Birding In Weslaco

We started our birding in the fog this morning. We were in a newer park in the Weslaco area called Estero Llano Grande State Park. This where the northern jacana was located this time last year. Llano Grande has a wonderful deck overlooking a lake. When we arrived at dawn there was a heavy fog and you could hear ducks, dowitchers and kingbirds.

This made for incredible atmosphere, but lousy digiscoping. This is a green kingfisher perched on top of a martin house.

But there were great birds all around like this lark sparrow who was mid preen when I took this photo.

It was very eerie, out of nowhere in the fog, huge flocks of red-wing blackbirds began to descend all around us, coming in for food. You would hear this large squeaky and squawking sound then this cloud of black would just appear overhead.

Gradually the fog began to lift and you could make out more birds, like these three black-bellied whistling ducks. It's interesting, there's been a black-bellied whistling duck hanging out on a lake about fifteen minutes from where I live in Minneapolis (that's a rare bird for that area) but I knew I would be seeing them soon in Texas and couldn't motivate myself to go see the one in the Twin Cities.

As the fog was lifting, several dew covered spider webs revealed themselves.

And the webs became part of the natural scenery in photos. Above is a female vermilion flycatcher perched near a web. Even though she isn't as bright as the male, she's still very attractive.

As the fog cleared, we started getting much better looks at the waterfowl. This bird confused me at first, but I think it's a molting green-winged teal--you can still see some cinnamon color around its bill--and the green on the wing.

I was really enjoying the shorebirds too. Check out that sleeping black-necked stilt surrounded by long-billed dowitchers. Looks like something out of Dr. Seuss.

Speaking of Dr. Seuss birds, check out this American avocet--they were quite active, there were several who spent so much time chasing each other, it's a wonder that they ever got enough to eat. While I was watching this bird, I noticed some movement behind it. To my surprise and delight...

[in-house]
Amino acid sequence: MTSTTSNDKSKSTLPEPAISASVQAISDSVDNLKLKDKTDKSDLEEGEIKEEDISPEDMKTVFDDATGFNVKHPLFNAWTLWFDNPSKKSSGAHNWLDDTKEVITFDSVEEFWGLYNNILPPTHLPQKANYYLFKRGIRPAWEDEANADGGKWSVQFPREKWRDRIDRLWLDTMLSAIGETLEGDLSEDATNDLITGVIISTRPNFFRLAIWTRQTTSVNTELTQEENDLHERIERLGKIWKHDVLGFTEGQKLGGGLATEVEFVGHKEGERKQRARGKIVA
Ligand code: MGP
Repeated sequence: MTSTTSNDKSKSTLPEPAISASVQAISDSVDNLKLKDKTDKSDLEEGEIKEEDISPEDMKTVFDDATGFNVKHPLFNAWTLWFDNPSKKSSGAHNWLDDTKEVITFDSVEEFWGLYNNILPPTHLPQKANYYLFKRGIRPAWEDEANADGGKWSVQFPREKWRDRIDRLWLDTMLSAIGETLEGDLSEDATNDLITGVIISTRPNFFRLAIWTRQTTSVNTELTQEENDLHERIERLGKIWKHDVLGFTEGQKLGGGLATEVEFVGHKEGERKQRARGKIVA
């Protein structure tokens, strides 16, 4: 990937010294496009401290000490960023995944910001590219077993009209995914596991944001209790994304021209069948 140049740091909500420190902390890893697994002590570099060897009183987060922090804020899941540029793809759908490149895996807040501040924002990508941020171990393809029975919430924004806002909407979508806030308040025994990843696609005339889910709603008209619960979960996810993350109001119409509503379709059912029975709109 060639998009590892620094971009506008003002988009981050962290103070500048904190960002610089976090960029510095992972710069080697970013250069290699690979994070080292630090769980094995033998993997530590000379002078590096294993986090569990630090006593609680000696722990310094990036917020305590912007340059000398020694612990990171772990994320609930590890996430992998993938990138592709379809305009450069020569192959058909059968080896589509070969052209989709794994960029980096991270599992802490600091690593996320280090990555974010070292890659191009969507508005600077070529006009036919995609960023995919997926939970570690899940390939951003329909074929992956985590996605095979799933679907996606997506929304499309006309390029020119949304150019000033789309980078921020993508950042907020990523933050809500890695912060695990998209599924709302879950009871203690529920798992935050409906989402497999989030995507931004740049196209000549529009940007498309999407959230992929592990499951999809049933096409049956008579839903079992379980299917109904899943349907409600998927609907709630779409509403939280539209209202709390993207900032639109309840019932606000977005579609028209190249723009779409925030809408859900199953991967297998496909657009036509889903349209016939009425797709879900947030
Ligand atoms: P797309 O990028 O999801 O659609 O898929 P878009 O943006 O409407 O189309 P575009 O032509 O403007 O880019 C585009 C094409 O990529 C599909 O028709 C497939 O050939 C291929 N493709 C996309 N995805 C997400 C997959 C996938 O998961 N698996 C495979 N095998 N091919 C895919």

I saw a sora! This bird was lurking in the reeds and then stopped right before it got to the opening out onto the water. I aimed my scoped just a little in front the sora and focused it. I figured the sora was making sure the ares was predator free before it would walk out into the open. However, instead of walking the bird jumped in the air, flew over the boardwalk and landed in another set of reeds. Not the exact shot I wanted of a sora, but fun to watch the behavior.

This young kiskadee let our group get quite close and many of us had a chance to get a photo. The group stayed still until the kiskadee decided to fly off. You can still see the gape at the corners of this bird's mouth--it's not very old at all. Look how scruffy the tail is.

After Llano Grande we made a couple more stops, one being Frontera Audubon. I thought it was interesting to note that as one of our field trip leaders was crouching to get a better look at a bird, a cat came up and started rubbing on his leg and spotting scope tripod. Silly kitty, birders think you should be indoors, not hanging around a great birding park.

And here's is one of the star feeder birds in south Texas--the green jay. What a treat! But the park was loaded with plain chachalacas:

Boy, you think squirrels can take over bird feeders, you should see a huge flock of chachalacas in action. That made short work of many of the grapefruits set out to attract orioles and butterflies--and they are just all over. You would walk along the trails, have a sensation of being watched, scan the brush and then find a chachalaca casually staring at you through the brush from only a few feet away. I think they're plotting. What, I don't know.

Okay, and now I have to sleep for more birding fun tomorrow.